This is a follow up to Use and Modify.

    To make it even easier to work with your dinosaur size estimation functions you decide to create a function that lets you specify which dinosaur group you need to estimate the size of by name and then have the function automatically choose the right parameters.

    Create a new function get_mass_from_length_by_name() that takes two arguments, the length and the name of the dinosaur group. Inside this function use if/else if/else statements to check to see if the name is one of the following values and if so set a and b to the appropriate values.

    If the name is not any of these values set a and b to NA.

    Once the function has assigned a and b have it run get_mass_from_length() with the appropriate values and return the estimated mass.

    Run the function for:

    1. A Stegosauria that is 10 meters long.
    2. A Theropoda that is 8 meters long.
    3. A Sauropoda that is 12 meters long.
    4. A Ankylosauria that is 13 meters long.

    Challenge (optional): If the name is not one of values that have a and b values print out a message that it doesn’t know how to convert that group that includes that groups name in a message like “No known estimation for Ankylosauria”. (the function paste() will be helpful here). Doing this successfully will modify your answer to (4), which is fine

    Challenge (optional): Change your function so that it uses two different values of a and b for Stegosauria. When Stegosauria is greater than 8 meters long use the equation above. When it is less than 8 meters long use a = 8.5 and b = 2.8. Run the function for a Stegosauria that is 6 meters long.

    Expected outputs for Size Estimates by Name: 1
  7. DNA or RNA (15 pts)

    Write a function that determines if a sequence of base pairs is DNA, RNA, or if it is not possible to tell given the sequence provided. RNA has the base Uracil ("u") instead of the base Thymine ("t"), so sequences with u’s are RNA, sequences with t’s are DNA, and sequences with neither are unknown.

    You can check if a string contains a character (or a longer substring) in R using grepl(substring, string), so grepl("u", sequence) will check if the string in the sequence variable has the base u.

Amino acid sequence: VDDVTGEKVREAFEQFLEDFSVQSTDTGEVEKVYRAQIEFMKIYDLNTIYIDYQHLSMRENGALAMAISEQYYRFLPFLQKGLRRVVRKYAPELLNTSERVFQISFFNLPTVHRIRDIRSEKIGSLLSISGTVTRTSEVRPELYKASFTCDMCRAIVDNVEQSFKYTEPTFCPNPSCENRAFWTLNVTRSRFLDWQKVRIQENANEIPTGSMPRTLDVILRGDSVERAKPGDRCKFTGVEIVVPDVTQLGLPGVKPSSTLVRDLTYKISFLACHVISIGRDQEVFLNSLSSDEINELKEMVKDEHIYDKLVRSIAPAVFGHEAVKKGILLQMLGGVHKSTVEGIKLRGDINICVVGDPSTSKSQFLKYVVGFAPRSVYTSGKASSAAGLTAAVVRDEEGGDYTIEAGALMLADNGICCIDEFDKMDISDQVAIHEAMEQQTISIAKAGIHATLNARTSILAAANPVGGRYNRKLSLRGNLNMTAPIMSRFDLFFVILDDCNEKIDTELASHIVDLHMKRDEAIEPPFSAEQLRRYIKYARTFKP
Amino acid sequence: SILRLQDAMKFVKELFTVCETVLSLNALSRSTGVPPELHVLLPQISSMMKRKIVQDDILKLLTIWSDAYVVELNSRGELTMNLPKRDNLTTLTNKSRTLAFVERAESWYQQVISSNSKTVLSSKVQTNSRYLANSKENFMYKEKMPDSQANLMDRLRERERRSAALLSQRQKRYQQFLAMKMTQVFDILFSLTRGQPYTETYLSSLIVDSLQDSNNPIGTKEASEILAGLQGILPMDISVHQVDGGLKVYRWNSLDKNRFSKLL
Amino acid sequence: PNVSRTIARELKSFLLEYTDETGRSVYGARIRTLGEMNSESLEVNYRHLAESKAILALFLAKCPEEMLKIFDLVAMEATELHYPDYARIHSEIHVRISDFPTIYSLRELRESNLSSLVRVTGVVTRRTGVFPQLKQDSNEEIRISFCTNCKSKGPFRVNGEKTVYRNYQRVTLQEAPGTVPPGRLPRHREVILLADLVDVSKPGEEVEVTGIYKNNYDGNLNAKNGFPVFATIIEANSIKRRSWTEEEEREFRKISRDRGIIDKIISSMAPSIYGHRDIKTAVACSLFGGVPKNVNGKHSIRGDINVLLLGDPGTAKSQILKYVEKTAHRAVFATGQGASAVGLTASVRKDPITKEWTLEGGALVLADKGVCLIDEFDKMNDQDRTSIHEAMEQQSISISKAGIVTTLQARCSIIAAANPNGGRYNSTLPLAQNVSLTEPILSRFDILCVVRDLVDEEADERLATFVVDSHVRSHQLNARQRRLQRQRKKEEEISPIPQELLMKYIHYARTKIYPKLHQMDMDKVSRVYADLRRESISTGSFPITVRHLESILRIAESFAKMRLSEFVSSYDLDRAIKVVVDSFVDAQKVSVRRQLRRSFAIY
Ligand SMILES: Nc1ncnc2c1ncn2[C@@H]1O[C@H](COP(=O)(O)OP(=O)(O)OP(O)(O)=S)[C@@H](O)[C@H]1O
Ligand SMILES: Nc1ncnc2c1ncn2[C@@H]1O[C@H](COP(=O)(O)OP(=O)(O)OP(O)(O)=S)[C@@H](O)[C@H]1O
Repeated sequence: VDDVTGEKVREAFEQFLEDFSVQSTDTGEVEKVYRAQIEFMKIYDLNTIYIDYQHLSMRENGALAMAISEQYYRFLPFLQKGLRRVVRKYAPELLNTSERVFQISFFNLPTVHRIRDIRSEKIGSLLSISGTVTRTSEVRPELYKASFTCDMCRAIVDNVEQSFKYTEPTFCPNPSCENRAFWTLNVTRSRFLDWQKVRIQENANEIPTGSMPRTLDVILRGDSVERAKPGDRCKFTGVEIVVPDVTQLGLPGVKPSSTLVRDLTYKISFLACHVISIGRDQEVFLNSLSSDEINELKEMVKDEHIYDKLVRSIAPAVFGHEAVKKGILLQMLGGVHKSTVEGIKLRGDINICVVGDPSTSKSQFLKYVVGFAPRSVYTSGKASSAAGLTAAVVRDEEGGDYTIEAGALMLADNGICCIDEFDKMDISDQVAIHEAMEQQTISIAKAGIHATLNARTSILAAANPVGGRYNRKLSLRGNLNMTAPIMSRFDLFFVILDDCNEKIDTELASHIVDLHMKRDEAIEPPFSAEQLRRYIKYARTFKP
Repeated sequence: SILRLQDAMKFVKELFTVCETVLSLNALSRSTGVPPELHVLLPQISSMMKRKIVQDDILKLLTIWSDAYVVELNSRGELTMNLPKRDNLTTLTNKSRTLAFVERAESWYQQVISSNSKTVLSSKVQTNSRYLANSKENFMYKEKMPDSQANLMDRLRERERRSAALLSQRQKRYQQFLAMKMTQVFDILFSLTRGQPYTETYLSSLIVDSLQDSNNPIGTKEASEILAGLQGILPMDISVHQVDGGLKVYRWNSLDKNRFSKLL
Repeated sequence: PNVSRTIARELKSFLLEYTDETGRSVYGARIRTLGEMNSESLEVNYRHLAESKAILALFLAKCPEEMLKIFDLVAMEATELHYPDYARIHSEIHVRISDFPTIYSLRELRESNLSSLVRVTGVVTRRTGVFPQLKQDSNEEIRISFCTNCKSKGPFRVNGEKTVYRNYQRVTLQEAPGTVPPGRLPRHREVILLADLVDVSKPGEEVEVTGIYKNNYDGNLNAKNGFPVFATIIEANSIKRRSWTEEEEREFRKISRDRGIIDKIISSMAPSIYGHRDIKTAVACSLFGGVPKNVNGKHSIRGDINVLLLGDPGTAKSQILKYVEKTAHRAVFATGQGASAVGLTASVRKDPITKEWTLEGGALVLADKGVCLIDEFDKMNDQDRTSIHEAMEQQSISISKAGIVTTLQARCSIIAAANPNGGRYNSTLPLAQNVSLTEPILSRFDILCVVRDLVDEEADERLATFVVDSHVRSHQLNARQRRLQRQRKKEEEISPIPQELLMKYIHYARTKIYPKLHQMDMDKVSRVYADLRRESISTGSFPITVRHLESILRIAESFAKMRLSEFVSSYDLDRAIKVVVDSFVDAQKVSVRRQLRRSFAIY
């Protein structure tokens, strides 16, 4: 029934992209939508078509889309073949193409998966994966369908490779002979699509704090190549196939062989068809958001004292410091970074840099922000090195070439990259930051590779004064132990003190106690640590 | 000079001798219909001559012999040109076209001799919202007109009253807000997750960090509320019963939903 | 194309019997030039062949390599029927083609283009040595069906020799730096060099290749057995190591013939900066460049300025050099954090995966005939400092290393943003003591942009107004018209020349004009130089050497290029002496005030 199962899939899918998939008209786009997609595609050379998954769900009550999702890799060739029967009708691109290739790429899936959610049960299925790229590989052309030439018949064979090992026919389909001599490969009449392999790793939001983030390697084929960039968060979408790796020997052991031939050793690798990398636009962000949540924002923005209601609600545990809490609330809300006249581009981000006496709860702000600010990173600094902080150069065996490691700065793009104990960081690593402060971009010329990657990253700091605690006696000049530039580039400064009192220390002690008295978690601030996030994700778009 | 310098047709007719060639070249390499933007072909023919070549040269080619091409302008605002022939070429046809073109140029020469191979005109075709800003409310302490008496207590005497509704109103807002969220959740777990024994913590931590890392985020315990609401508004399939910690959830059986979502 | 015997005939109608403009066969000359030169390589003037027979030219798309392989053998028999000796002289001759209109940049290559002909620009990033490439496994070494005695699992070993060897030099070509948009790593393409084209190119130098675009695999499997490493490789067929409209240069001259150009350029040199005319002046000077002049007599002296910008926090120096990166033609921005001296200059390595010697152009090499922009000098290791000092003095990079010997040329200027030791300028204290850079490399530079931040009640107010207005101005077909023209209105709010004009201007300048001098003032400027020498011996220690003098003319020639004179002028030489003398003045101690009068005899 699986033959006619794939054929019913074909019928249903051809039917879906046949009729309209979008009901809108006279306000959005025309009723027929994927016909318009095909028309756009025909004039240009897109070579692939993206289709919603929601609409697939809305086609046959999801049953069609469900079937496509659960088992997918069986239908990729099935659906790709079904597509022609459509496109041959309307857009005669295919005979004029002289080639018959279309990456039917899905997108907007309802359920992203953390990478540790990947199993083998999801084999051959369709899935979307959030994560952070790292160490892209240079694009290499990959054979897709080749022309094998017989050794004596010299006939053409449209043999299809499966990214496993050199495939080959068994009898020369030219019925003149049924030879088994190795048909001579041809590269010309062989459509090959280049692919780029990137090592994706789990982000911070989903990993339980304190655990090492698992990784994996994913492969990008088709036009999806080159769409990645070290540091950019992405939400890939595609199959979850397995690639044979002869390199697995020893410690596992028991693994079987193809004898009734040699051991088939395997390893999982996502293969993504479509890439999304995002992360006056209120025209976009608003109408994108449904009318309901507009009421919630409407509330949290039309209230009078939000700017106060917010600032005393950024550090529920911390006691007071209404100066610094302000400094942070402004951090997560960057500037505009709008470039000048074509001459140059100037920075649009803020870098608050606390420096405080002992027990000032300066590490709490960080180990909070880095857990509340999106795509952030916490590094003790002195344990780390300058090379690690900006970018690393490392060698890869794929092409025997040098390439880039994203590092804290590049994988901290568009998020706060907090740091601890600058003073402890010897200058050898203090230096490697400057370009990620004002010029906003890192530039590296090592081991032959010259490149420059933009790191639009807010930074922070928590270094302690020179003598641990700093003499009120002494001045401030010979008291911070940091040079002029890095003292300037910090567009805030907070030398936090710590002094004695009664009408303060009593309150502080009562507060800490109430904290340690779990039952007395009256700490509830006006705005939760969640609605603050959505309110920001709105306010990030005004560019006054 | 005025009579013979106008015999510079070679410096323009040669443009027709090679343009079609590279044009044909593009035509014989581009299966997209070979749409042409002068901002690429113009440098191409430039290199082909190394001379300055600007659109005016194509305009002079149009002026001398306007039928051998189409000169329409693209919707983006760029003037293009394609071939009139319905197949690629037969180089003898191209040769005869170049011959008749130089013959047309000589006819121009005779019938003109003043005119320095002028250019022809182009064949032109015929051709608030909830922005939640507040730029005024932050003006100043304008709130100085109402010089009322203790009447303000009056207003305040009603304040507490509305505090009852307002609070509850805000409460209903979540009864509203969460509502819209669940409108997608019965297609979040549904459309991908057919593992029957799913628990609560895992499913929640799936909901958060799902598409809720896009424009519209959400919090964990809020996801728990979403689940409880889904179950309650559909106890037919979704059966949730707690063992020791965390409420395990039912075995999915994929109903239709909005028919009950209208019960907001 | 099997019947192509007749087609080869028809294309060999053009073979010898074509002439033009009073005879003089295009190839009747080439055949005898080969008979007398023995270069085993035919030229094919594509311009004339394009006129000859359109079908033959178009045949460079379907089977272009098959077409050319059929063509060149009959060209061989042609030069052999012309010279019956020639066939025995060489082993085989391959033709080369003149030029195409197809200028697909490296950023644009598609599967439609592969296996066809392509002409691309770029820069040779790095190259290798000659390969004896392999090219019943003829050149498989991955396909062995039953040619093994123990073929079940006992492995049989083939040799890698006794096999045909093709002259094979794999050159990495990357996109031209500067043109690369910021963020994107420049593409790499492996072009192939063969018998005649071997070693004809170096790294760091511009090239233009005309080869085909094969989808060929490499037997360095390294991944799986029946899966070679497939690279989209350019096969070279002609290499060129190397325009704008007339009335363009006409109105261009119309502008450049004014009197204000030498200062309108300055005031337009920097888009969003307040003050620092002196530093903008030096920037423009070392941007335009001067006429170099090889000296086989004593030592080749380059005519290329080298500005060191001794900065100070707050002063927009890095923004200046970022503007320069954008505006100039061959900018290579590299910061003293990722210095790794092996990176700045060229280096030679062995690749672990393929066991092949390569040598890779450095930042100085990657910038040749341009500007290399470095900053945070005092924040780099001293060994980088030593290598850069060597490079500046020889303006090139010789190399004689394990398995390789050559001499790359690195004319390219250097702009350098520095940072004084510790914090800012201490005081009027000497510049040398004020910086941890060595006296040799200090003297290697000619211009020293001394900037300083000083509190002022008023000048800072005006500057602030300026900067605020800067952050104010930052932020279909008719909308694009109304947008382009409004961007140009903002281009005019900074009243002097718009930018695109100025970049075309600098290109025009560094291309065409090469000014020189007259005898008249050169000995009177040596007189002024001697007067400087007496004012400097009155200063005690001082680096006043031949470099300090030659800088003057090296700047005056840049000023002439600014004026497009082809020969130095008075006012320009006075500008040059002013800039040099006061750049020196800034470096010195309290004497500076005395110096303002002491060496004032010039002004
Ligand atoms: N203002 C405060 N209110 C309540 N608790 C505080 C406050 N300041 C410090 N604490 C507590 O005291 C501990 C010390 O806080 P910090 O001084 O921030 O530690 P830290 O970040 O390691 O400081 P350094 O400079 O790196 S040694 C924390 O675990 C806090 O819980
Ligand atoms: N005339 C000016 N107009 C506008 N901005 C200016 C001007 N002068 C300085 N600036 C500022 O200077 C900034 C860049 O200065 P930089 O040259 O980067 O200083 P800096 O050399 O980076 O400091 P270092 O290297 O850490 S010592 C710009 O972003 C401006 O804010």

Name the function dna_or_rna() and have it take sequence as an argument. Have the function return one of three outputs: "DNA", "RNA", or "UNKNOWN". Call the function on each of the following sequences.

    seq1 <- "ttgaatgccttacaactgatcattacacaggcggcatgaagcaaaaatatactgtgaaccaatgcaggcg"
    seq2 <- "gauuauuccccacaaagggagugggauuaggagcugcaucauuuacaagagcagaauguuucaaaugcau"
    seq3 <- "gaaagcaagaaaaggcaggcgaggaagggaagaagggggggaaacc"

    Challenge (optional): Figure out how to make your function work with both upper and lower case letters, or even strings with mixed capitalization.

    Expected outputs for DNA or RNA: 1
  8. Climate Space Rewrite (20 pts)

    This is a follow up to Climate Space.

    Producing a plot of occurrences on the available climate space for each of the three species required a lot of repetition of very similar code. Whenever this happens, it is usually an indication that a function could be used instead. Such functions reduce the repetition in producing the three species plots, which enables you to save time and prevent errors by not having to rewrite the same code multiple times.

    1. Create a function to download occurrence data and extract the corresponding climate data, which should return a dataset of all the bioclim variables for a single species. Because the latitude and longitude columns for each occurrence dataset have different names you can select and set them to the same name using the column index, instead of the column name, to get only those columns (e.g., select(longitude = 2, latitude = 3).

    2. Create a second function for plotting the occurrences for a single species onto the available climate space, then use this function to generate separate plots for each of the three tree species.

    Expected outputs for Climate Space Rewrite: 1 2 3

Assignment submission & checklist